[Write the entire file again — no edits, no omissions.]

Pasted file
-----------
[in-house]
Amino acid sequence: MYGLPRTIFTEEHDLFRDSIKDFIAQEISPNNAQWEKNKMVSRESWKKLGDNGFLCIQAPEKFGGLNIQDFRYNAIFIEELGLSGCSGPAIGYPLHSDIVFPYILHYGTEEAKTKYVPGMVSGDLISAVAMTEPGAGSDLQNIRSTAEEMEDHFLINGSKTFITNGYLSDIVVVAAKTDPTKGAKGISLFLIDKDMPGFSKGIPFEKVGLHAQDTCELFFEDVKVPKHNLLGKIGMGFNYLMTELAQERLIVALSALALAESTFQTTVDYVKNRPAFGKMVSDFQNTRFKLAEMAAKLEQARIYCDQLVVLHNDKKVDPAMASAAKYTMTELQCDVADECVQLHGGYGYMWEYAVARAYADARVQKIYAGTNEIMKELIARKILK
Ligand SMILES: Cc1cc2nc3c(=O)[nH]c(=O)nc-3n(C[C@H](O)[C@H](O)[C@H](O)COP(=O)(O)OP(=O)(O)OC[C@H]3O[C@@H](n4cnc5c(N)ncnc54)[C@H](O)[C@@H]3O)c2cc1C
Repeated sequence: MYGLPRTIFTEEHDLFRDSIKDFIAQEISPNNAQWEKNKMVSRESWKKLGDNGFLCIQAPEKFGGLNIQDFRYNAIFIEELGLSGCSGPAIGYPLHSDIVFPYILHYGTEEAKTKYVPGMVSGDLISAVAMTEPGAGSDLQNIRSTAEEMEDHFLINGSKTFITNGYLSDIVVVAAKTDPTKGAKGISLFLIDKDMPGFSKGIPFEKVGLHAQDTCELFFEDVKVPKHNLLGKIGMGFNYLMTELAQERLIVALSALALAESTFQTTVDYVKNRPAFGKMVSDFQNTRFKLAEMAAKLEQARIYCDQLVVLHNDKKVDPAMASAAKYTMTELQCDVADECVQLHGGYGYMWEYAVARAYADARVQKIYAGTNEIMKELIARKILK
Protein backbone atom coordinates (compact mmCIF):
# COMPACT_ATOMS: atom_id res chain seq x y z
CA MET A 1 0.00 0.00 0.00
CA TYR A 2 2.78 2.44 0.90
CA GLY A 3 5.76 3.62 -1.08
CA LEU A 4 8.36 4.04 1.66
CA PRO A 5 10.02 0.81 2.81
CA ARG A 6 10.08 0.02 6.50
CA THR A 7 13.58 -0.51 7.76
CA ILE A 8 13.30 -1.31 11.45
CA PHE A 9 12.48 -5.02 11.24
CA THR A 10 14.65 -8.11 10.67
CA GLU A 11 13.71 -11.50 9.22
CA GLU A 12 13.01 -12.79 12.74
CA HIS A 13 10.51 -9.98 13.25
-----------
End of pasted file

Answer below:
[in-house]
Amino acid sequence: MYGLPRTIFTEEHDLFRDSIKDFIAQEISPNNAQWEKNKMVSRESWKKLGDNGFLCIQAPEKFGGLNIQDFRYNAIFIEELGLSGCSGPAIGYPLHSDIVFPYILHYGTEEAKTKYVPGMVSGDLISAVAMTEPGAGSDLQNIRSTAEEMEDHFLINGSKTFITNGYLSDIVVVAAKTDPTKGAKGISLFLIDKDMPGFSKGIPFEKVGLHAQDTCELFFEDVKVPKHNLLGKIGMGFNYLMTELAQERLIVALSALALAESTFQTTVDYVKNRPAFGKMVSDFQNTRFKLAEMAAKLEQARIYCDQLVVLHNDKKVDPAMASAAKYTMTELQCDVADECVQLHGGYGYMWEYAVARAYADARVQKIYAGTNEIMKELIARKILK
Ligand SMILES: Cc1cc2nc3c(=O)[nH]c(=O)nc-3n(C[C@H](O)[C@H](O)[C@H](O)COP(=O)(O)OP(=O)(O)OC[C@H]3O[C@@H](n4cnc5c(N)ncnc54)[C@H](O)[C@@H]3O)c2cc1C
Repeated sequence: MYGLPRTIFTEEHDLFRDSIKDFIAQEISPNNAQWEKNKMVSRESWKKLGDNGFLCIQAPEKFGGLNIQDFRYNAIFIEELGLSGCSGPAIGYPLHSDIVFPYILHYGTEEAKTKYVPGMVSGDLISAVAMTEPGAGSDLQNIRSTAEEMEDHFLINGSKTFITNGYLSDIVVVAAKTDPTKGAKGISLFLIDKDMPGFSKGIPFEKVGLHAQDTCELFFEDVKVPKHNLLGKIGMGFNYLMTELAQERLIVALSALALAESTFQTTVDYVKNRPAFGKMVSDFQNTRFKLAEMAAKLEQARIYCDQLVVLHNDKKVDPAMASAAKYTMTELQCDVADECVQLHGGYGYMWEYAVARAYADARVQKIYAGTNEIMKELIARKILK
Protein backbone atom coordinates (compact mmCIF):
# COMPACT_ATOMS: atom_id res chain seq x y z
CA MET A 1 0.00 0.00 0.00
CA TYR A 2 2.78 2.44 0.90
CA GLY A 3 5.76 3.62 -1.08
CA LEU A 4 8.36 4.04 1.66
CA PRO A 5 10.02 0.81 2.81
CA ARG A 6 10.08 0.02 6.50
CA THR A 7 13.58 -0.51 7.76
CA ILE A 8 13.30 -1.31 11.45
CA PHE A 9 12.48 -5.02 11.24
CA THR A 10 14.65 -8.11 10.67
CA GLU A 11 13.71 -11.50 9.22
CA GLU A 12 13.01 -12.79 12.74
CA HIS A 13 10.51 -9.98 13.25